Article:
*This post is more for me to write down what I want to remember than to have others gain anything from it- but read if you like
In honor of coach Miner Webster's 700th win, I reflect on 3 things he did I will never forget.
His Ability to Make High School Ball a Life Lesson
I was never a star basketball player (except in jr. high- those were my glory days). However, I always worked hard to try and be the best. I had a weird jump shot that I'd adjust from time to time. I started out as a point guard and by my sophomore/junior year I was a guard. I wasn't on the starting line up all the time but I always got some playing time. I was hit or miss when it came to pressure situations. I had this thing against Dobson; every time we played them I'd choke and play my worst game ever. After one particularly bad Dobson game I was so mad I didn't even want to show up for practice. But I did, and shot free throws quietly by myself before practice started. Webster came up to me and I almost immediately had to hold tears back. You have to know that Webster wasn't a buddy-buddy talk all the time coach. If he took you aside, it was because something needed to be said. He asked me what I did best for the team (it was my senior year and my basketball skills seemed to be getting worse with time, although I was a co-captain). I didn't know what to say, so I said passing the ball because then I didn't have the ball so much. He laughed a little and told me that I wasn't on the team because of my skills. I was there because I was a leader. And being a leader wasn't about having the best skills or scoring all the points, it was about working hard, setting a good example, and cheering when I was on the bench. This may have been just a pep talk but it was a bigger deal to me. My self-esteem was on a negative scale and Webster not only brought it back up but also taught me a valuable life lesson. We're always trying to be the best this or the best of that when actually being the "best" isn't always what it's about.
Webster has a pretty quick temper when his expectations are not met. However, he usually displays his anger in 3 ways.
1. Red face
3. Saying phrases such as "Holy Mackerel" or "Gee Golly" while shaking his head
After 4 years of playing basketball for this man, I can only recall two occasions when his anger got the best of him.
One game, we played against Mountain Ridge (I'm actually not sure if that was the exact team name but it's a good guess because half of the high school teams in AZ have the word mountain or ridge in their title). They were a less skilled team so we should have been killing them but at halftime, we were only up by 10. We all knew we were in trouble sitting in the locker room. He came in, pacing back and forth with his red face, and out of nowhere kicked the water bottle holder and it shattered sending little pieces of plastic flying towards me and the bench I was sitting on.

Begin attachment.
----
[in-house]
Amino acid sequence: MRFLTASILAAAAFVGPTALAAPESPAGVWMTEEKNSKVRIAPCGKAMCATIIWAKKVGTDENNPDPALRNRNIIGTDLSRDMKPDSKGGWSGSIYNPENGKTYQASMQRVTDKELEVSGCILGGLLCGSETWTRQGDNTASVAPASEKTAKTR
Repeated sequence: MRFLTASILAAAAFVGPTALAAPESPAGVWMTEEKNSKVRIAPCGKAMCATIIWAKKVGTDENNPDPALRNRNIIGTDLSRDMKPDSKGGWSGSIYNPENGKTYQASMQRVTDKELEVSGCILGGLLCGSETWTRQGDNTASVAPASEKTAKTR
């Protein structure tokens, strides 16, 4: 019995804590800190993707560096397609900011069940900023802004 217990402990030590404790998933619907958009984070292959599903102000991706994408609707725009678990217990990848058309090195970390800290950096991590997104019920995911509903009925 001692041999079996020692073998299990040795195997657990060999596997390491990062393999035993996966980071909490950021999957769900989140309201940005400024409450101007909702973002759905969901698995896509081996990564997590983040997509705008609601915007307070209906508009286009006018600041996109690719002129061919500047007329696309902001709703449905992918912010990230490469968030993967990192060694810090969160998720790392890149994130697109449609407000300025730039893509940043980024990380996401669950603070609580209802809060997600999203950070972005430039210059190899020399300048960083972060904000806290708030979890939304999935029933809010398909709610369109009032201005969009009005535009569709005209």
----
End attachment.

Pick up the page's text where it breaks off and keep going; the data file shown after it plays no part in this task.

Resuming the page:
Another time, at a tournament in Vegas he was talking to us after the game and slammed his clipboard on the floor (we were all sitting on the floor and he was squatting so the clipboard was only about a foot off the ground) but it broke.
On both occasions he apologized for his behavior afterwords. I always found it funny that he was this way. A legendary coach apologizing for getting mad. I don't know, the way he handled himself was in a way that told us it wasn't us as people he was angry with, it was that we weren't fulfilling our potential.
His Expectation for Excellence
Everyone who has played for Webster knows what P.R.I.D.E. stands for because we said it as a team after every single practice- no exceptions.
Re-read that over until it hits. Perfection requires intense daily effort. That's what Miner expected on and off the court and made it clear by setting standards. I played that 2005-2006 season. The one that had 10 losses, the most losses he's ever had in a season. We had a lot of talent that year and with that talent was a lot of drama. That year probably made him want to quit and move somewhere he'd never have to interact with a high school girl again. But he did his best, trying a variety of different tactics (making us run practice on our own since we weren't listening to him, taking us to the movie Glory Road to teach us how to unite). Sometimes, it meant sitting the more talented players and letting the other players show their potential. I remember the disappointment throughout that whole season. I don't think Webster ever gave up. He kept trying to turn it around and make us see that we were better than what we were doing. Sadly, we didn't live up to his expectations. But you know, I think it says a lot that regardless of who his next team is, he is always working towards a state championship. I would rather play for a coach that expects the best and is disappointed than for a coach that expects the worst and is pleased.
So, here's to Miner Webster, for making such a big difference in my life. People have been asking him for his "secret" for years. He always says "good kids" or that there isn't one but I think there is one; it's just not complicated. Expectations, Consistency, and P.R.I.D.E